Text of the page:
We also got the DVD Magic In Minutes in which Magic Max teaches kids how to do 12 different tricks. The kids have watched it at least ten times and at night, before bedtime, Sabrina does a magic show in her room for Max. I am not allowed in, but I hear both of them cracking up. Meanwhile, Max keeps saying he'd like to see the show again.

One small step for me, one giant step for Max-kind.

The Amazing Max is running through July 1; to get 10 percent off orchestra seats (rows D-J), click here.

11 comments:

  1. Ellen, this had me smiling the whole way through. I am so glad it was such a transporting experience for Max. (And you're an Amazing Mom for getting him through it, and sticking with your gut that said he would love it, if he could just push past his fears.)

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  2. Awesome Ellen for providing so many wonderful opportunities for your children!! Happy to hear the kids had a blast!!

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  3. Just like my Gabriel I fall in love with Max more each post :) Thank you.

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  4. aidensmomma508(wendy)May 18, 2012 at 11:33 AM

    I love this and it's exactly why I try new things with my son, you never know how it's gonna work out but sometimes it's GOOD!

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  5. Great post. You've described how it ain't all roses and sometimes you do have to grit your teeth and hold him tight. Max obviously ended up enjoying the show and would have missed it if you'd have caved early. Magic Max deserves a pat on the back for his sensitivity and under understanding too.

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  6. this had me smiling from ear to ear!!!
    I loved the MAgic Max went out of his way before to say hi that is huge.
    also huge is that max enjoyed himself.

    but also love that he and sabrina have something to share!!

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  7. That's terrific! I'm so glad Max ended up enjoying the show! And Magic Max sounds like a really cool guy :)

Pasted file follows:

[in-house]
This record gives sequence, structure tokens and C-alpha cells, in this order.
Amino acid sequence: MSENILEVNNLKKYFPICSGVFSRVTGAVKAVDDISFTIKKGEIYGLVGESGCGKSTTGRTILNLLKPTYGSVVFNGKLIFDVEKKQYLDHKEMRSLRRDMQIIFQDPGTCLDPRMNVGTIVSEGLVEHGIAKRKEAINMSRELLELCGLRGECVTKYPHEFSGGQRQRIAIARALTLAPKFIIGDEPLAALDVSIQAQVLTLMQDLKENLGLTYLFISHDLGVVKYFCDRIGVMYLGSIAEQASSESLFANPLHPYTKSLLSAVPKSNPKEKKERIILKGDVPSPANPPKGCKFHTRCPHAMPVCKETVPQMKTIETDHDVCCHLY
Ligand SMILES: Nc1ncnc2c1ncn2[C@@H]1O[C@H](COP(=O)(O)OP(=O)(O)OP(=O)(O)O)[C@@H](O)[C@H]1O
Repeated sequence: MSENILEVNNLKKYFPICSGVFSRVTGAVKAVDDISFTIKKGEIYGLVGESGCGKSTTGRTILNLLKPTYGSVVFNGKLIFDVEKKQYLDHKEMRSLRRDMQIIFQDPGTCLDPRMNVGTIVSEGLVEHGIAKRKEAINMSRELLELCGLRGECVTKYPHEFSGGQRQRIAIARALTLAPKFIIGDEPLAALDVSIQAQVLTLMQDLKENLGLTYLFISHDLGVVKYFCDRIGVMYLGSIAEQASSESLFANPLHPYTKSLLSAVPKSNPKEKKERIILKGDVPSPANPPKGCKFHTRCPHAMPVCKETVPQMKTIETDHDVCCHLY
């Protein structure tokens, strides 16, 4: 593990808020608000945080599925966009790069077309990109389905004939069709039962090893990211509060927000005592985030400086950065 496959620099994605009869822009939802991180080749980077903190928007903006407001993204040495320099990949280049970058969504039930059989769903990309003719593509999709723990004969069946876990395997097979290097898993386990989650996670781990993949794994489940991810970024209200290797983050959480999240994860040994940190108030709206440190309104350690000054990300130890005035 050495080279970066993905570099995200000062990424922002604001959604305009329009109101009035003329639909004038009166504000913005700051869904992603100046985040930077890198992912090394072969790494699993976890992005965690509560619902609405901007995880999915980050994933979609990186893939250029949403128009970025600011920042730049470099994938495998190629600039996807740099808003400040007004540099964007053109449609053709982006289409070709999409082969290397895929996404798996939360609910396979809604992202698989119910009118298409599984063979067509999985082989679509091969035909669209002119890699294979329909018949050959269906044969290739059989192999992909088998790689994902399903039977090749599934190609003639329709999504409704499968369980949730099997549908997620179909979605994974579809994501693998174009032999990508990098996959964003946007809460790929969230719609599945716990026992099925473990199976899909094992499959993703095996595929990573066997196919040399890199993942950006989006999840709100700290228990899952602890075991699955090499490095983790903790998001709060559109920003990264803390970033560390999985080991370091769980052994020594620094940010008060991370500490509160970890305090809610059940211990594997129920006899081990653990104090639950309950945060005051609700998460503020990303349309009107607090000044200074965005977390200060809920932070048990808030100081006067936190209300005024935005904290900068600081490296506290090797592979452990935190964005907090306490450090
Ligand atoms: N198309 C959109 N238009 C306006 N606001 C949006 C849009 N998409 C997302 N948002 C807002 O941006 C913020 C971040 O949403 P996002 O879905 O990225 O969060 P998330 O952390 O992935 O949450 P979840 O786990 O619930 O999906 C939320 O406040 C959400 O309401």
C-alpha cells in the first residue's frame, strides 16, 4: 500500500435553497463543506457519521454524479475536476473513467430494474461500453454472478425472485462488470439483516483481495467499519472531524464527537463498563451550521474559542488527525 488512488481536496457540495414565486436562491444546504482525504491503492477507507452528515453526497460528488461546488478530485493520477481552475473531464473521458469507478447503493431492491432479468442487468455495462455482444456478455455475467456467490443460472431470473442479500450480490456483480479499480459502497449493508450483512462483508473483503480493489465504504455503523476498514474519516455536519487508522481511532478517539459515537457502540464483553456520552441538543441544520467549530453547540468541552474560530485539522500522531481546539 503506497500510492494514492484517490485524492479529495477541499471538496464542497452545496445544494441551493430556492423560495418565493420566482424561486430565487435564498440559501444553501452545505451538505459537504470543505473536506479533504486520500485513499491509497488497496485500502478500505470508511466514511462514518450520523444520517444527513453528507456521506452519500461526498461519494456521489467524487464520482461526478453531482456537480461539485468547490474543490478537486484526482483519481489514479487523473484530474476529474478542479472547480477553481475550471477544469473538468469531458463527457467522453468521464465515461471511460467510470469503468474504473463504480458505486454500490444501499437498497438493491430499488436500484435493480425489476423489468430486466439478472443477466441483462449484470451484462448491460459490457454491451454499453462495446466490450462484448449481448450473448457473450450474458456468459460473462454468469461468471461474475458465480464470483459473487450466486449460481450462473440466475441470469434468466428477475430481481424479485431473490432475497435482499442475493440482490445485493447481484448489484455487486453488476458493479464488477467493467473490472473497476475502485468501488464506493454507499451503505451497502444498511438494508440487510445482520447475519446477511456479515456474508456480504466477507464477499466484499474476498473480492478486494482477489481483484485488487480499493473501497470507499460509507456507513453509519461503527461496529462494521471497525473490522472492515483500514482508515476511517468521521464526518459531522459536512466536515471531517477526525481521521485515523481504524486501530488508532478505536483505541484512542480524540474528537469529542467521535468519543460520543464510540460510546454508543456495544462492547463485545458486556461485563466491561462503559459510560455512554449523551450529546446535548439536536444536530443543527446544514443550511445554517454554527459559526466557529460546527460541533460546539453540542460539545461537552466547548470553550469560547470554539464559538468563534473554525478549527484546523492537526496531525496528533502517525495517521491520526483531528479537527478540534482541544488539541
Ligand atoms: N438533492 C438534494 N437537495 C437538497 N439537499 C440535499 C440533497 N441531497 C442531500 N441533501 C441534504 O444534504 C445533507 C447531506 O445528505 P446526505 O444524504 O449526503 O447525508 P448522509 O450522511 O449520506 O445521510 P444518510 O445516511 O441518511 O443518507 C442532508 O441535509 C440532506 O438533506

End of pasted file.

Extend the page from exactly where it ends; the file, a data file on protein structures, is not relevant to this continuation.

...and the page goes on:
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  8. Good for you and good for Max! Aren't those earphones a friken miracle?!!! Don't leave home without 'em!!!!

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  9. That is awesome! I am so glad Max was able to stay through it! We have the same issue with Casey, my son with autism. We just never know when it's going to work out. I love this whole thing!

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  10. Max seems to like any sort of show with anyone named Max in it. Bravo to Magic Max for saying Hi to Max before hand. I had some sensory issues when I was younger and have slight ones now.I have been told my hearing loss has something to do with it.When I was younger I could NEVER make it through any sort of guest assembly.The worst one was the Pablo Picasso one in 2nd grade with loud music and a fake bull fight.The art teacher would not let me leave and later got in trouble for not following the IEP.I also had problems with the fairy tale one with a sound track in 4th grade.I remebered freaking out on a trip to Plymoth when I was 6.We were on the Mayflower under deck and the guy banged a hammer and i cried.Cities are not my favorite place.The lunchroom is way too loud for me.The only (failed) attepmt at solving this problem was in the 4th grade.The lunch ladies had me eat at a table on the stage.(Our cafeteria which was behind the gym had a half of stage it shared with the gym.)It was not my chocie.I had 1 friend up there each day.They would not allow any more.I hated it.I had no choice.I was teased. I still am crowd wary and have anzetiey issues.

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Thanks for sharing!